At that time there were NO dragstrips in the Pittsburgh area so most hot rodders just raced on the street rather than figure out a way to get a car 100 miles or more to a dragstrip. This was in the "early sixties" so back then in addition to most "hot rodders" not have any $$$$, trailers, etc there were also NO major highways to travel on like we take for granted today. So the "street" was the place most drag racing took place.

We did not have any place to drag race until 1963 when we raced at Heildelburg Race Way (an oval track) on the 1/8 mile straight away portion of the dirt track.... yes "dirt !!!!" The following year Pittsburgh International Dragway opened ('64 until '76).....

Never got the chance to talk to the owner about that MG & then one day it just disappeared. Still is a fond memory of how it "used to be".

This story is just one of the many reasons for the phrase I use in my signature.... :( :mad: :(

Such a "sad commentary" where drag racing as we once knew it has gone.
 

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Discussion Starter · #9 ·
I remember an MG that was always parked next to an old fashion "Mom & Pop" Service/gas station (remember those???) ..... it was an MGA -in brown primer - carbs sticking up (no hood) ..... never thought it ran until one day I saw "white shoe polish" on the windshield and all over its body.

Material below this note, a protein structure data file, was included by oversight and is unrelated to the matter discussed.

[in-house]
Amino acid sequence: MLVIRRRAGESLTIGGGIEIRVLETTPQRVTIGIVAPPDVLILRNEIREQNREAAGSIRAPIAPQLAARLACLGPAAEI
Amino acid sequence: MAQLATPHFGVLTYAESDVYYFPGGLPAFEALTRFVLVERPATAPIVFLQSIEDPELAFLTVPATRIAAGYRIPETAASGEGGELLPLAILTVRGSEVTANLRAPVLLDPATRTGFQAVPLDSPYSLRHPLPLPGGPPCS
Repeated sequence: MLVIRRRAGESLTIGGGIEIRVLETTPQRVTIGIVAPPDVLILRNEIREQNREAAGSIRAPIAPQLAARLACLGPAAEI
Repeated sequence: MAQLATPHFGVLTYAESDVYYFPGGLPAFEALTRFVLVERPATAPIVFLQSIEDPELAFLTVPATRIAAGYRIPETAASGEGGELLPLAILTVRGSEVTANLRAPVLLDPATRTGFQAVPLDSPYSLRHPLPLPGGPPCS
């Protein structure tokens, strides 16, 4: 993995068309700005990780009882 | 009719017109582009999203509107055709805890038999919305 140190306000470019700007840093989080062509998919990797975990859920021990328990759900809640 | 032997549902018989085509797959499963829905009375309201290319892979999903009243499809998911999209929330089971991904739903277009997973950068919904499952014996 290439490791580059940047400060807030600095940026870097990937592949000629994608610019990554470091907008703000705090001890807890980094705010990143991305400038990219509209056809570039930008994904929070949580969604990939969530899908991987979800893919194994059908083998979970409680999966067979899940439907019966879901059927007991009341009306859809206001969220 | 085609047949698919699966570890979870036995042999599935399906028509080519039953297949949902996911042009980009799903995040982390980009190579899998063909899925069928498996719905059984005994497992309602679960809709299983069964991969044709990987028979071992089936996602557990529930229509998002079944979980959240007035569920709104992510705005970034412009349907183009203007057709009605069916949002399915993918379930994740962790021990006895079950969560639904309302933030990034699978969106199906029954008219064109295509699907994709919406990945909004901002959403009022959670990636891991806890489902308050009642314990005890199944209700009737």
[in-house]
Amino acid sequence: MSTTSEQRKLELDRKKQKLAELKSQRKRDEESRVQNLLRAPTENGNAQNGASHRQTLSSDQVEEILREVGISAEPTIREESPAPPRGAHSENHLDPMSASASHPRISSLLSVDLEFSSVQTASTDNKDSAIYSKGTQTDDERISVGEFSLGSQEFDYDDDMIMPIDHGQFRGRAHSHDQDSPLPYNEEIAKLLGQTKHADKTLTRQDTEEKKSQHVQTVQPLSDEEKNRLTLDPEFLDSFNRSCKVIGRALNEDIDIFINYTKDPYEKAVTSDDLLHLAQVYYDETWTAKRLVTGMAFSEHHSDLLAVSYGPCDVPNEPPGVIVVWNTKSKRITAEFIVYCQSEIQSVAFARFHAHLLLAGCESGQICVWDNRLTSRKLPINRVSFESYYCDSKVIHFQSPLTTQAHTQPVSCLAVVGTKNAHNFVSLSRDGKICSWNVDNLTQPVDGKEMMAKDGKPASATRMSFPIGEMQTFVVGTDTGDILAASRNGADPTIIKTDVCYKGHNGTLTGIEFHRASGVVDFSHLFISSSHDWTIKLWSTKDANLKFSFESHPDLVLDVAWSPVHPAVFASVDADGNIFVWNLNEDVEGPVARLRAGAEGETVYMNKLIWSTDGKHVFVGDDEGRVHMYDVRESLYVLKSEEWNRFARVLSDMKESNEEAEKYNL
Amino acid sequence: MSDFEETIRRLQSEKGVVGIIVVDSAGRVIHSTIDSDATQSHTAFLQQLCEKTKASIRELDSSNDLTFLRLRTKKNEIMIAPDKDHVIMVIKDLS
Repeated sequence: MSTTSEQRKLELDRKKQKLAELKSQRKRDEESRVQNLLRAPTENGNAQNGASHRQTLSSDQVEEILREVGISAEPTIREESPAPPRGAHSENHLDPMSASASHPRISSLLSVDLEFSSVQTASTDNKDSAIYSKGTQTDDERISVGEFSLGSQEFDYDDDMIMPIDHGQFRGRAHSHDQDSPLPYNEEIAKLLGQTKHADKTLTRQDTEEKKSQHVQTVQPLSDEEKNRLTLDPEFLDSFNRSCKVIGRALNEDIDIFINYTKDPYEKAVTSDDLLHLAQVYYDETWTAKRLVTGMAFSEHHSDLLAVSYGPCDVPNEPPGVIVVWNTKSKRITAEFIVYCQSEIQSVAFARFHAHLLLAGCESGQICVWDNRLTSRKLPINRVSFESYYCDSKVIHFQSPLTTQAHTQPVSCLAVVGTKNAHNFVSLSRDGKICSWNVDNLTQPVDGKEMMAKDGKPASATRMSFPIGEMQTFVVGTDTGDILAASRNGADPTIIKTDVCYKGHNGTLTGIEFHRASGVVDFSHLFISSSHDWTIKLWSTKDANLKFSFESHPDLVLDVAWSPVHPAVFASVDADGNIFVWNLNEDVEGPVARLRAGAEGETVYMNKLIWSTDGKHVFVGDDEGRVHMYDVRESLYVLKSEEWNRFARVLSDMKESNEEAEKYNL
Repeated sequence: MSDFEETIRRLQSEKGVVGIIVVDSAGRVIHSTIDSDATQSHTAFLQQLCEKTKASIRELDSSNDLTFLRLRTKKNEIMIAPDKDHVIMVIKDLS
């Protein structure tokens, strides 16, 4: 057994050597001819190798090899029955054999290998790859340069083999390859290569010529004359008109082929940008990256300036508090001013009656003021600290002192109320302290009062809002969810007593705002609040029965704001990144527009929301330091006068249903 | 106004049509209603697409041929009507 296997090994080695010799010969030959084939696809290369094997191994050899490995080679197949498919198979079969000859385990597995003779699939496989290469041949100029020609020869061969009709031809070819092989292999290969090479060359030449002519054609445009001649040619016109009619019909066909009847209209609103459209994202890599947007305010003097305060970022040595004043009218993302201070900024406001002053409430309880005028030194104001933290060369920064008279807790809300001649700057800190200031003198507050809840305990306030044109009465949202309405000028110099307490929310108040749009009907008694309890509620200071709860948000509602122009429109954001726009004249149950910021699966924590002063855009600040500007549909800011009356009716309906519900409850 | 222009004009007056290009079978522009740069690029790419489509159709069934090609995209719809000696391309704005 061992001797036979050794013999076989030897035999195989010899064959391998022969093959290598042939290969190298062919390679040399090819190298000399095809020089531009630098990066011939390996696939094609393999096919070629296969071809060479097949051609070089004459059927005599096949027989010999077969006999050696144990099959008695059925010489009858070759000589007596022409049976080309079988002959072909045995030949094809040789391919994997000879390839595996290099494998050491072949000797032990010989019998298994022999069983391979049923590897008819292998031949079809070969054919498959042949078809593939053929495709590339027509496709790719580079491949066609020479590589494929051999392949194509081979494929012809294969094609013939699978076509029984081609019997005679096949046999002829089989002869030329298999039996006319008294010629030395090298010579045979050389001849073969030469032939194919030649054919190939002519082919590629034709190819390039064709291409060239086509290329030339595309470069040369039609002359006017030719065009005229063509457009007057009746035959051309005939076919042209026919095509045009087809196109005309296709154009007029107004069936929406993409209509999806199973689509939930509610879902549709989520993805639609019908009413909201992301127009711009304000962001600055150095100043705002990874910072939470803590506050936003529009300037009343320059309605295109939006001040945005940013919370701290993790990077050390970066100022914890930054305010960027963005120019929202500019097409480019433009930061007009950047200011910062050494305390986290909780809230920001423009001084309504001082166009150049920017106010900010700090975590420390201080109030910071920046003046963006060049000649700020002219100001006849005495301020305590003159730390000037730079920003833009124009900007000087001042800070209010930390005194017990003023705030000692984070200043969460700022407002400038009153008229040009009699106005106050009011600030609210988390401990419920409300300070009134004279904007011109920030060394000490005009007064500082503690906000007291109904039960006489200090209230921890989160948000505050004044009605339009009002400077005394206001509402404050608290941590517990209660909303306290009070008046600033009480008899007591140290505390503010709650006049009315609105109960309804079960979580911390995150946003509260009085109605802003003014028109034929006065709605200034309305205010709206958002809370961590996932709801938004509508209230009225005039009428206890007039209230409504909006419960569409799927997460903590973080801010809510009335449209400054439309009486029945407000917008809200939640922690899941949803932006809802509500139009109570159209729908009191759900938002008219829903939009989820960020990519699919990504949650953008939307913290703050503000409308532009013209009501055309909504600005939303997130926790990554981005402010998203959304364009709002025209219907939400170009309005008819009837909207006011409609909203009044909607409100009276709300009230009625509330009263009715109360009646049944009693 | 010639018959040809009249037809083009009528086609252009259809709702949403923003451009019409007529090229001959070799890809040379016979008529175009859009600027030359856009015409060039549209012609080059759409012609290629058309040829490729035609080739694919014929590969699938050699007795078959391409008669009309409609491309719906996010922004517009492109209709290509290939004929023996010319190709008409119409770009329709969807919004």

At that time there were NO dragstrips in the Pittsburgh area so most hot rodders just raced on the street rather than figure out a way to get a car 100 miles or more to a dragstrip. This was in the "early sixties" so back then in addition to most "hot rodders" not have any $$$$, trailers, etc there were also NO major highways to travel on like we take for granted today. So the "street" was the place most drag racing took place.

We did not have any place to drag race until 1963 when we raced at Heildelburg Race Way (an oval track) on the 1/8 mile straight away portion of the dirt track.... yes "dirt !!!!" The following year Pittsburgh International Dragway opened ('64 until '76).....

Never got the chance to talk to the owner about that MG & then one day it just disappeared. Still is a fond memory of how it "used to be".